In Review: Justice League of America #8


The covers: The Main cover shows Rao exploding with energy, sending the JLA flying about in debris. The illustration is by Bryan Hitch with colors by Alex Sinclair. Initially, this seems like a strong image, but the coloring hurts it. There are white streaks coming out of the antagonist onto the heroes, but this energy is done without outlines. Instead, the streaks turn the reds into gray blurs. In fact, when I examined my copy at home, I thought that there was water damage on the cover. It’s very difficult to make out these streaks of energy; outlining should have been employed. The Neal Adams Variant cover is by Neal Adams with inks by Bill Sienkiewicz and colors by Sinclair. This is a new take on his classic frontpiece to Batman #244. However, instead of having Ras looking down upon a stabbed Batman, this has Batman looking down at a Superman stabbed with a kryptonite bladed sword. It’s outstanding and something every fan would want in their collection. Overall grades: Main D and Neal Adams Variant A

The story: This seventh installment of “Power and Glory” by Bryan Hitch opens with the humans of Earth under the god’s control wondering where he has gone and his prophets weeping for being abandoned. Where is Rao? He’s on the moon battling Superman. The two throw punches, fly into the sky (back towards Earth), and the Man of Steel grabs the false god’s head with both hands and unleashes the full power of his heat vision. The pair land on Earth, but the battle’s not done. Superman learns something about the foe that has him halting their fight. I don’t give specifics of books beyond the first four pages, so I’m going to be vague with what happens next. The rest of the JLA gets involved, flashbacks show that the team had a plan before engaging the uber-villain, and a past villain returns for a greater purpose. The highpoint of the book is the dialogue on Pages 22 and 23, which is something that should/could have happened in an earlier issue. The payoff of this moment is good. However, the cliffhanger ending is not as well done. Given the proliferation of comics in today’s society, I don’t think anyone but the youngest of readers would have any fear about the conclusion. This is a cliché. That said, the rest of the story is fine, grandiose superhero entertainment. Overall grade: B-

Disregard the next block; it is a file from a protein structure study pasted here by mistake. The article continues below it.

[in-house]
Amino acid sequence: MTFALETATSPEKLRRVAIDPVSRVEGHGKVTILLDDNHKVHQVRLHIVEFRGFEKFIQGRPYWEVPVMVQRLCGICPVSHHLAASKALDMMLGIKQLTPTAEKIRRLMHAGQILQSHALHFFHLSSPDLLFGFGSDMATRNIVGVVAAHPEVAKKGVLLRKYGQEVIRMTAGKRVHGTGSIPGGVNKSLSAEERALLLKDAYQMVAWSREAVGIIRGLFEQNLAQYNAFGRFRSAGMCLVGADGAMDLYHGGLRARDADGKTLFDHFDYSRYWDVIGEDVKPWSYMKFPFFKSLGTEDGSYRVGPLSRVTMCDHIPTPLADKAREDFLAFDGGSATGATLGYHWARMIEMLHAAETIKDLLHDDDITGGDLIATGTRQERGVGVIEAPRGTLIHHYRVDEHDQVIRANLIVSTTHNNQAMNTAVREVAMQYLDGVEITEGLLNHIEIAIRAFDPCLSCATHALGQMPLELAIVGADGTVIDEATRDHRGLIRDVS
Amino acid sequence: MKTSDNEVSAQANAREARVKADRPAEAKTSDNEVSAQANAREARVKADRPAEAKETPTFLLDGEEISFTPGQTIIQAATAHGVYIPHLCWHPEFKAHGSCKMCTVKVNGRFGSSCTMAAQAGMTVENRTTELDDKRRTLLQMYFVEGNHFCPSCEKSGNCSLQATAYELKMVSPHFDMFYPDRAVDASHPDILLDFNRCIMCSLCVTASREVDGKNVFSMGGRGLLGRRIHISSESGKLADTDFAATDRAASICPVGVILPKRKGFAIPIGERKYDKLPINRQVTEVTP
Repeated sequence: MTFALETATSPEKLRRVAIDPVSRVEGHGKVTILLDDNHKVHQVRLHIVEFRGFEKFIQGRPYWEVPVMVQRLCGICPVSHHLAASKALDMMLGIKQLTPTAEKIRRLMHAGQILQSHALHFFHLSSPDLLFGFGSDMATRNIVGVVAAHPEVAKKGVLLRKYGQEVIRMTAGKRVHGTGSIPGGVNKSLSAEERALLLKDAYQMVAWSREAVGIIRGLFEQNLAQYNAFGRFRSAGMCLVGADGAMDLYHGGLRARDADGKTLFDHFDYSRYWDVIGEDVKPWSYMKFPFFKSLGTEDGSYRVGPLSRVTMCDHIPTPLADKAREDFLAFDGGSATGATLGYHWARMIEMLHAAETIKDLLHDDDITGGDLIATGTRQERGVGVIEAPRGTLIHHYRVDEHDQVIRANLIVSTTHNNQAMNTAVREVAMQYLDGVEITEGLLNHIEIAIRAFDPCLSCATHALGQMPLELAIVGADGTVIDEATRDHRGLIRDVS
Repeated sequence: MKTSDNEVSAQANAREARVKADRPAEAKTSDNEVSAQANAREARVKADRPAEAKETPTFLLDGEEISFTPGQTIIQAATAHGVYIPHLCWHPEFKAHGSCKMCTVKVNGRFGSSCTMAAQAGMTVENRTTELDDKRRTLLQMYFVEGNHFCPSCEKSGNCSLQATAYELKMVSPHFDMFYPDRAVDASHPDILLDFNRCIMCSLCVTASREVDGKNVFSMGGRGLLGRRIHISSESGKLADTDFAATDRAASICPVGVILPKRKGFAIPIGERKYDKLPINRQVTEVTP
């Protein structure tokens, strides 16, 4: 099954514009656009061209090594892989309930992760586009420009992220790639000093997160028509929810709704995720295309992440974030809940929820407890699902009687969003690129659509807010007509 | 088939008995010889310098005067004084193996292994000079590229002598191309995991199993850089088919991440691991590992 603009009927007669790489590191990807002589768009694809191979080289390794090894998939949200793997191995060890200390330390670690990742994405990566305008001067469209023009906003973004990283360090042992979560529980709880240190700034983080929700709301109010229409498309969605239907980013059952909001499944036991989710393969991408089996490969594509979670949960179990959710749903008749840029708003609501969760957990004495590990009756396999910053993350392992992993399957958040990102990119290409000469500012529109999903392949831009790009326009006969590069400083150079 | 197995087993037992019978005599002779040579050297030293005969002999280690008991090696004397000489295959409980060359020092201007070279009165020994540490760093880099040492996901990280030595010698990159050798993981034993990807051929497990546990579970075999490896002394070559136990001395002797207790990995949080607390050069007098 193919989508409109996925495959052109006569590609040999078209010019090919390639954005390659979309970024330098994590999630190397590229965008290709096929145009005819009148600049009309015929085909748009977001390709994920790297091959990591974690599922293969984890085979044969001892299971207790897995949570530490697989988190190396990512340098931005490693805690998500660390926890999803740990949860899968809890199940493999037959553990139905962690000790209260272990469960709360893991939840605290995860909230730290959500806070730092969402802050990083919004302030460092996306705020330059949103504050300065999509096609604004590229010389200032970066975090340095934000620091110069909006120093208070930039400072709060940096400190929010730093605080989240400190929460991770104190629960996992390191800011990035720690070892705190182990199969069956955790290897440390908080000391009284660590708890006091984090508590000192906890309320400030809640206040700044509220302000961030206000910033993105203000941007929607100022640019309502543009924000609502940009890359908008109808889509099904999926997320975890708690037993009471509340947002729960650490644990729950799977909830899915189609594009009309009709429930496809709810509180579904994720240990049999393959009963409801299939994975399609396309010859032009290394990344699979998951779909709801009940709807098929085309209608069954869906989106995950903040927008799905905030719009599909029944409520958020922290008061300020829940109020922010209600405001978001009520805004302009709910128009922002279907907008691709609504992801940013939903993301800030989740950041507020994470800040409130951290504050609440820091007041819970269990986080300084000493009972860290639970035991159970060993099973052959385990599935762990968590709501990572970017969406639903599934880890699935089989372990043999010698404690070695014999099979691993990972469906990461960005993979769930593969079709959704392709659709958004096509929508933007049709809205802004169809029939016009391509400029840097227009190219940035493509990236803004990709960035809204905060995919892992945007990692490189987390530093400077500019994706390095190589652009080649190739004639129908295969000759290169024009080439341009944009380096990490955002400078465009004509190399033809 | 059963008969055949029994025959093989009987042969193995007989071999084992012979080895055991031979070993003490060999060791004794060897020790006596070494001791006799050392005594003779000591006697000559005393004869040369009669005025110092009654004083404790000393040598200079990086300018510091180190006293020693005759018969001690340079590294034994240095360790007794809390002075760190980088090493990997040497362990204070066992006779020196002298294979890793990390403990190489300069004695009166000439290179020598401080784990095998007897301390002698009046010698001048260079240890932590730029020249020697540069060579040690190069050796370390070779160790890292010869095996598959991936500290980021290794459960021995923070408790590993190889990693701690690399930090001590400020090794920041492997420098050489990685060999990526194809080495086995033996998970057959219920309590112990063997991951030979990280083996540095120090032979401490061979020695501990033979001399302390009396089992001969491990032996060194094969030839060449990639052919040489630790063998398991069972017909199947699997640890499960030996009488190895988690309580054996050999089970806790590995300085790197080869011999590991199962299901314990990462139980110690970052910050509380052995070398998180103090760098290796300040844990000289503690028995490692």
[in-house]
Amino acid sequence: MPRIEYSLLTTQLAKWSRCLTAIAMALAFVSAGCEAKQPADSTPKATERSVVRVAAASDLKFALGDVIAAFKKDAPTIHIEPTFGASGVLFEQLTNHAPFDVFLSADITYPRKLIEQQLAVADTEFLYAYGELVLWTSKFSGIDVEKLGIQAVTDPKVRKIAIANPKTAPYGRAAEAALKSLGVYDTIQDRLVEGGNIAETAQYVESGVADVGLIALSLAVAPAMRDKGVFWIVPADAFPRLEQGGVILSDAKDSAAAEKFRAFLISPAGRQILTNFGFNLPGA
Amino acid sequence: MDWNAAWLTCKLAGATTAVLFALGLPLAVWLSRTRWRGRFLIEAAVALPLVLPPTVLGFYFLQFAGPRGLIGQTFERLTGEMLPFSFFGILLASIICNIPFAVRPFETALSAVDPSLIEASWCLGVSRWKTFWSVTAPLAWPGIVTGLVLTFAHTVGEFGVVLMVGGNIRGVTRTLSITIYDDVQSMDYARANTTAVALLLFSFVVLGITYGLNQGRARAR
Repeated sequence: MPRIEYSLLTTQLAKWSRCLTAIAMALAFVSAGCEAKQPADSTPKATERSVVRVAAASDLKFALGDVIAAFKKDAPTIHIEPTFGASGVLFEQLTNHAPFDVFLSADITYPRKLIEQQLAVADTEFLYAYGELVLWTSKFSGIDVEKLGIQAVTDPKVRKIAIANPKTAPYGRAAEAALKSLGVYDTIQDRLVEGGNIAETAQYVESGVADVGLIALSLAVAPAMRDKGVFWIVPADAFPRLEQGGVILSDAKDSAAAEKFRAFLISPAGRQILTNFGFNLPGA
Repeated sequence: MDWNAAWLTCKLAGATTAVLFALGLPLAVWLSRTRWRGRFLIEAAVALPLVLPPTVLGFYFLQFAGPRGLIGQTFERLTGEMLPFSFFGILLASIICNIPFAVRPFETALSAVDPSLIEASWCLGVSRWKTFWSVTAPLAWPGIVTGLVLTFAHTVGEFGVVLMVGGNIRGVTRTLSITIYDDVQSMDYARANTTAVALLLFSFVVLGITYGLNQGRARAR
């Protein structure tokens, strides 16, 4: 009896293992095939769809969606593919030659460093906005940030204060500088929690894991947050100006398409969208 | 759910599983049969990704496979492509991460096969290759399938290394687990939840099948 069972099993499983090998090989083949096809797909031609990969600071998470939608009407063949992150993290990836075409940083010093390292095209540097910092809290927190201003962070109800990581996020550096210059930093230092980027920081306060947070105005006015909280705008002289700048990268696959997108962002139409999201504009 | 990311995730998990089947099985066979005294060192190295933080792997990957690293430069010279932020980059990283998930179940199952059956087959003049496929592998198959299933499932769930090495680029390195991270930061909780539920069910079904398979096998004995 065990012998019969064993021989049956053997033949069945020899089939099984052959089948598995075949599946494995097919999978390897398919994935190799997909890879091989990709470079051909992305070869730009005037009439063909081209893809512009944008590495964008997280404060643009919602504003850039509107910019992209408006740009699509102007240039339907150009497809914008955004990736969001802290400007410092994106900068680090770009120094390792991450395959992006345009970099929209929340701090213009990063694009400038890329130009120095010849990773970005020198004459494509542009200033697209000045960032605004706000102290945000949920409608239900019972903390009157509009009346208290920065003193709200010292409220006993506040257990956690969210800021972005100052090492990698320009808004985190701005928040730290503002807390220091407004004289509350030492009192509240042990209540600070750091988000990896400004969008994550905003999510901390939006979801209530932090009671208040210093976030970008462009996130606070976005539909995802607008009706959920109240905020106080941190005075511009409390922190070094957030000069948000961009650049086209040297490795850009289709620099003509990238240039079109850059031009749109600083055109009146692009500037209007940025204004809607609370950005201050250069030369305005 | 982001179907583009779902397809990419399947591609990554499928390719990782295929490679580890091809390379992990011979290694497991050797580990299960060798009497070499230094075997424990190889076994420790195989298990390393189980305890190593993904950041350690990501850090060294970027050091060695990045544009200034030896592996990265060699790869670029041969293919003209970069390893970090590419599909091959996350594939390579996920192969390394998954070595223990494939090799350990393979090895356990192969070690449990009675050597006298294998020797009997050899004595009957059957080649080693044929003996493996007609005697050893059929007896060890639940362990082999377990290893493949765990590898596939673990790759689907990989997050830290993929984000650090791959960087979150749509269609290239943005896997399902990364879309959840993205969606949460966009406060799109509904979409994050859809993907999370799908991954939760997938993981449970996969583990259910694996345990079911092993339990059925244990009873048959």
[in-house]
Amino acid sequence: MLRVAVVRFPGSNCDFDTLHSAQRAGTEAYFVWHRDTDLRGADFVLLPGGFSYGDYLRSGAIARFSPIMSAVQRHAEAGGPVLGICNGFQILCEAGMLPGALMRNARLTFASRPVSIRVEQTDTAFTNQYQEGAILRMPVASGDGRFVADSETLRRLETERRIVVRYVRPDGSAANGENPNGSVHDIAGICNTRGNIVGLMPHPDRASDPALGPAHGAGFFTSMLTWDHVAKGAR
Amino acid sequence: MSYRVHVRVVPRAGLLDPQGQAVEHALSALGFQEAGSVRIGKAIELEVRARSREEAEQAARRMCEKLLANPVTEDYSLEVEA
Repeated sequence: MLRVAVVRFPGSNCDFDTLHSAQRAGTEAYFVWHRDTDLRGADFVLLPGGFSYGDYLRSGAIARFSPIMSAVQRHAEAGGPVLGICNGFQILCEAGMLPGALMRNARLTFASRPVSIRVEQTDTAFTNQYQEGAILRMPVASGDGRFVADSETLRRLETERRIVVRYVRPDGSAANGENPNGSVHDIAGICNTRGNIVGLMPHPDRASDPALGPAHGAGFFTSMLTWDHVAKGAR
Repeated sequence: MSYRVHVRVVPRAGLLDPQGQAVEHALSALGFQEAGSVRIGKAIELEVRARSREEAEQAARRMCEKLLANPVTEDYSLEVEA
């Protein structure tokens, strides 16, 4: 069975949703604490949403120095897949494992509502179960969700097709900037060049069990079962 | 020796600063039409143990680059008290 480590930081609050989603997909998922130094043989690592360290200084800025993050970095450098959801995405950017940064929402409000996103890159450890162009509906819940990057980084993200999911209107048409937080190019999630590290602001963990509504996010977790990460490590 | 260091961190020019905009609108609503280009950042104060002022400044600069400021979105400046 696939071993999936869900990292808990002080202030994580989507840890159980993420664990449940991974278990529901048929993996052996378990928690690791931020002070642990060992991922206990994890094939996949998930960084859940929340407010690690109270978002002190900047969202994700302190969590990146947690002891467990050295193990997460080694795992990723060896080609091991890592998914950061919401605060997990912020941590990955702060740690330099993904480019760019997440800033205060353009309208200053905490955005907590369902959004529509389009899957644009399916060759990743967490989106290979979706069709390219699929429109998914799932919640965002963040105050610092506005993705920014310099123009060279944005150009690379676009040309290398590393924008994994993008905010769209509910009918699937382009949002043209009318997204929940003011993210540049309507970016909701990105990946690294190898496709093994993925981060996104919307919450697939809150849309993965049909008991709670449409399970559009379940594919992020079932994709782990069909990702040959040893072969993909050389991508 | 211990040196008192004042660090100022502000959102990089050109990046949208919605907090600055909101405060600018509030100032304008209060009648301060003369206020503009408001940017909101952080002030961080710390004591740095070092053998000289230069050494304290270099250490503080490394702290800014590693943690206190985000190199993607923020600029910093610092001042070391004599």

The art: After the first two issues of this series, the quality of art by Bryan Hitch has degraded. He can lay out a panel and page excellently, but the fine detail work needed for the panels is missing; the first panel illustrates this concern. There are several people in a small panel, looking as if they are lost. Only the closest individuals have any details in their faces, while those in the middle of the panel have only slits for noses, mouths, and eyes. The bottom two panels should have been smaller to allow the first two panels of the book more space; having the credits be overlaid onto the artwork would have also helped. Pages 2 and 3 consist of several good panels of the battling characters, though the debris of the first panel that’s a partial double-paged spread is just sloppy; there’s no way to make out what is being seen, leaving long time readers scrambling to remember what it is they’re looking at and completely ignoring new readers’ queries. The top of Page 5 is necessary to show the ferocity of the battle, but the figures in the foreground are unnecessary, and their sketchy composition does not help the illustration. When characters are in close up, focusing only on their faces or as bust shots, Hitch does a superb job, but if they’re in the background or not the focus of the panel they become visual distractions, as shown with Cyborg at the bottom of 13. Settings are also taking a hit, as in the fourth panel on 15 and the fifth on 18. This is unacceptable in a flagship book that charges a dollar more than other books. Overall grade: D

The colors: This book starts rather blasé with colors being an amalgamation of blues, rusts, and grays. There’s an occasional bright color when the fighting pair hits the atmosphere or Superman uses his heat vision, but there’s nothing that stands out because of the coloring. It’s only when the rest of the Justice League appears that other colors finally put some energy into the visuals. Though this is only momentary, again things become a faded swath of night time antics, with only the returning villain providing any color, and even he’s been faded! Colors should put some punch into the art, and Alex Sinclair, surprisingly, does not do that with this book. Overall grade: C-

The letters: Narration, opening credits and story title, yells, dialogue, scene setting, and screams are brought to life by Chris Eliopoulos with assists by Amedeo Turturro. All are done well, though a lack of sounds neuters the action. Including sounds is not this pair’s decision, sadly, for I’m sure their work would have helped. Overall grade: B-

The final line: I’m just reading this book to finish out this saga, but it’s disappointing to read. I should not have believed the hype for this series. Overall grade: C

Patrick Hayes was a contributor to the Comic Buyer's Guide for several years with "It's Bound to Happen!" and he's reviewed comics for TrekWeb and TrekCore. He's taught 8th graders English for 20 years and has taught high school English for five years and counting. He reads everything as often as he can, when not grading papers or looking up Star Trek, Star Wars, or Indiana Jones items online.
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